The report is subject to some limitations: first, since the selection of the participants was not random, it's difficult to generalize the findings from both police officers and PLE into other places in the country. Additionally, more detailed statistical analysis is required to understand specific associations between exposure to harm reduction training and changes in attitudes among police officers (Arredondo et al., 2019). Lastly, it was impossible to know if officers and PLE had previous knowledge of SCS and their benefits, influencing their attitudes before the data collection periods.

The implementation of a SCS presents an innovative way to protect PWID from police harassment and victimization, reduce HIV and HCV risk, and connect PWID to essential health and social services. This intervention could help guide PWID into path changing decisions while ending the cycle of substance use, imprisonment and homelessness. The current Mexican law does not prohibit or regulate the topic of SCS in the country. The positive attitudes registered among police officers and PWID in the city of Tijuana open the door for the implementation of a SCS in a middle-income setting that could become a leading example to other locations throughout Mexico and Latin America.


Support for the Escudo research was provided by the Fogarty International Center of the National Institutes of Health under award Number D43TW008633 and R25TW009343, and by the National Institute on Drug Abuse (R01DA039073, R37DA019829 and T32DA023356). Additional support for the INPRFM was granted by the USA State Department.

Conflicts of interest

The authors declare they have no conflicts of interest.


We gratefully acknowledge the collaboration from the Ministry of Public Safety and the special programs division for the Escudo project. The INPRFM would also like to thank the NGOs and people with lived experience that contributed to the Heroin Use in the Mexican Northern Border Study.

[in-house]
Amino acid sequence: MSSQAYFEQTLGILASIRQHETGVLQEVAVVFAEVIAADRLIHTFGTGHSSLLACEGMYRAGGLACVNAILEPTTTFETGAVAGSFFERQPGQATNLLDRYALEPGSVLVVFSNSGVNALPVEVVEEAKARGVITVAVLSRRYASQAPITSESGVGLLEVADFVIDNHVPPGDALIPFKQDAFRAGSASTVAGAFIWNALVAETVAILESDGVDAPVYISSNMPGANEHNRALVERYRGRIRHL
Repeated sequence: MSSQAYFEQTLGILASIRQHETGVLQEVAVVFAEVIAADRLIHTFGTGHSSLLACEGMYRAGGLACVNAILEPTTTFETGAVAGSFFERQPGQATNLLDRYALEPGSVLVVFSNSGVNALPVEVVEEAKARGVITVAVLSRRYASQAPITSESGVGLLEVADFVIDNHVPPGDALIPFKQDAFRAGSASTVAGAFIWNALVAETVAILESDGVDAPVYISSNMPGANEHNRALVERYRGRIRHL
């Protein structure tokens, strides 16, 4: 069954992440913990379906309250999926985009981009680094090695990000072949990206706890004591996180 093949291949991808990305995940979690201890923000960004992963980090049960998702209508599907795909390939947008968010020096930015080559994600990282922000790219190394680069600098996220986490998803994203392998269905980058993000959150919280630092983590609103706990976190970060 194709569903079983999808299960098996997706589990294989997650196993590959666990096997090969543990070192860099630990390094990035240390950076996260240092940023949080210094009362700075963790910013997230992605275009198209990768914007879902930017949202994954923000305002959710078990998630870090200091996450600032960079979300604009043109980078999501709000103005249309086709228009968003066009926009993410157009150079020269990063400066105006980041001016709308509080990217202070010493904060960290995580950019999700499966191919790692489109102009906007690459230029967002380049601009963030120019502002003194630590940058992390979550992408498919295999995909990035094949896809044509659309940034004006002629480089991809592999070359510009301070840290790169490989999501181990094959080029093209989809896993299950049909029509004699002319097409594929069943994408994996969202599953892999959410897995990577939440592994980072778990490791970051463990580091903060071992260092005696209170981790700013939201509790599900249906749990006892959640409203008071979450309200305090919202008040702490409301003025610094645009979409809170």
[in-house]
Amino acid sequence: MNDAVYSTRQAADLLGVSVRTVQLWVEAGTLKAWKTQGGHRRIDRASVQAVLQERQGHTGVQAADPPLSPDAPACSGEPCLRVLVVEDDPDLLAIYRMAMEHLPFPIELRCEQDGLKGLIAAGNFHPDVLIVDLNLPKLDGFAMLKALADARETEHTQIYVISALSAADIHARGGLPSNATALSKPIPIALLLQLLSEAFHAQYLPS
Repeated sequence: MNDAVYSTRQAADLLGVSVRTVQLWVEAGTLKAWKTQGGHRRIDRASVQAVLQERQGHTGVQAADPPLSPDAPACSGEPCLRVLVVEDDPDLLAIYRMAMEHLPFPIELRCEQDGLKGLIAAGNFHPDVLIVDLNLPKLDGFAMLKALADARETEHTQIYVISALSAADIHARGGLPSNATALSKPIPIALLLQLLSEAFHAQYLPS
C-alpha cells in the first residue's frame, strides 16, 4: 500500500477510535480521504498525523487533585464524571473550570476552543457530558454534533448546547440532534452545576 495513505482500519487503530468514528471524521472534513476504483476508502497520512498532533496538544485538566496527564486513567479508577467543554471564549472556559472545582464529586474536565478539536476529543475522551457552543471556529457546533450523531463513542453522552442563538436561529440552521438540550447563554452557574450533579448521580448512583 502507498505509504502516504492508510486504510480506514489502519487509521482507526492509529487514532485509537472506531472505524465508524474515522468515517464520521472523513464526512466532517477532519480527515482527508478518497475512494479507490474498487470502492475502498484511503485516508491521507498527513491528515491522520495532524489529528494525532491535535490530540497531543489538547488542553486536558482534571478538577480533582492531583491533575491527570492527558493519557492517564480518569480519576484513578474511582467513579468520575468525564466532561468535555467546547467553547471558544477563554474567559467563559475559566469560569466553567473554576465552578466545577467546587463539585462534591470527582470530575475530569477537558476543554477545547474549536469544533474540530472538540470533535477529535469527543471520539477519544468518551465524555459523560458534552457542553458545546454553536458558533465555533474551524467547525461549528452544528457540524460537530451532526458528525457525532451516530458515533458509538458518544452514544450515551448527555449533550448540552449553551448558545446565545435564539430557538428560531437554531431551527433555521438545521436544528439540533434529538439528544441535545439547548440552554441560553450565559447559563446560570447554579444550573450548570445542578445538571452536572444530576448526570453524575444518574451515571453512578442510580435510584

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Jaime Arredondo-Sanchez Lira, (1,2) Clara Fleiz-Bautista, (3) Pieter Baker, (4,5) Jorge A. Villatoro-Velazquez, (3) Mario Dominguez-Garcia, (3) Leo Beletsky (4,6)

(1) Programa de Politico de Drogas. Centro de Investigation y Docencia Economica. Aguascalientes, Mexico.

(2) British Columbia Centre on Substance Use, Vancouver, Canada.

(3) Investigaciones Epidemiologicas y Psicosociales. Instituto Nacional de Psiguiatria Ramon de la Fuente Muniz, Ciudad de Mexico, Mexico.

(4) Division of Infectious Diseases and Global Public Health. University of California, San Diego, San Diego, USA.

(5) San Diego State University, Sar Diego, USA.

(6) School of Law & Bouve College of Health Sciences. Northeastern University. Boston, USA.

Correspondence: Clara Fleiz-Bautista

Investigaciones Epidemiologicas y Psicosociales. Instituto Nacional de Psiquiatria Ramon de la Fuente Muniz. Calzada Mexico Xochimilco 101 Col. San Lorenzo Huipulco C.P. 14370, Ciudad de Mexico, Mexico.

Phone: (55) 41 28 - 5045


Received: 14 March 2019

Accepted: 12 August 1019

Table 1
Sociodemographic variables for police officer

                               Escudo      INPRFM
                               (N = 707)%  (N = 200) %

 Male                          85.20       89.7
 Female                        14.80       10.3
 18-29                         15.1        21.7
 30-39                         41.1        29.2
 40-49                         34.3        28.7
 50+                            9.3        20.5
Married/Common Law             79.3        30.9
 Lower than High School        19.2        71.0
 High School completed         59.9        24.3
 Higher more than High School  20.9         4.7


 Male                          [chi square] (1) = 2.12
 18-29                         [chi square] (3) = 27.98 (**)
Married/Common Law             [chi square] (1) = 151.73 (**)
 Lower than High School        [chi square] (2) =198.00 (**)
 High School completed
 Higher more than High School

Note: (**)p < .001.

Table 2
Attitudes toward SCS in police officers and PLE in Tijuana

                          Escudo     INPRFM
                          (N = 707)  (N = 200)
                          %          %

Personal support for SCS  82.1       81.5
SCS level of success      80.5       83.0
Peer support for SCS      58.9       79.0
SCS health improvement    76.7       76.5
Referral/use of service   86.2       62.5


Personal support for SCS  [chi square] (1) = .01
SCS level of success      [chi square] (1) = .49
Peer support for SCS      [chi square] (1) = 26.41 (**)
SCS health improvement    [chi square] (1) = .01
Referral/use of service   [chi square] (1) = 54.92 (**)

Note: (**)p < .001.
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Author:Lira, Jaime Arredondo-Sanchez; Fleiz-Bautista, Clara; Baker, Pieter; Villatoro-Velazquez, Jorge A.;
Publication:Salud Mental
Geographic Code:1MEX
Date:Jul 1, 2019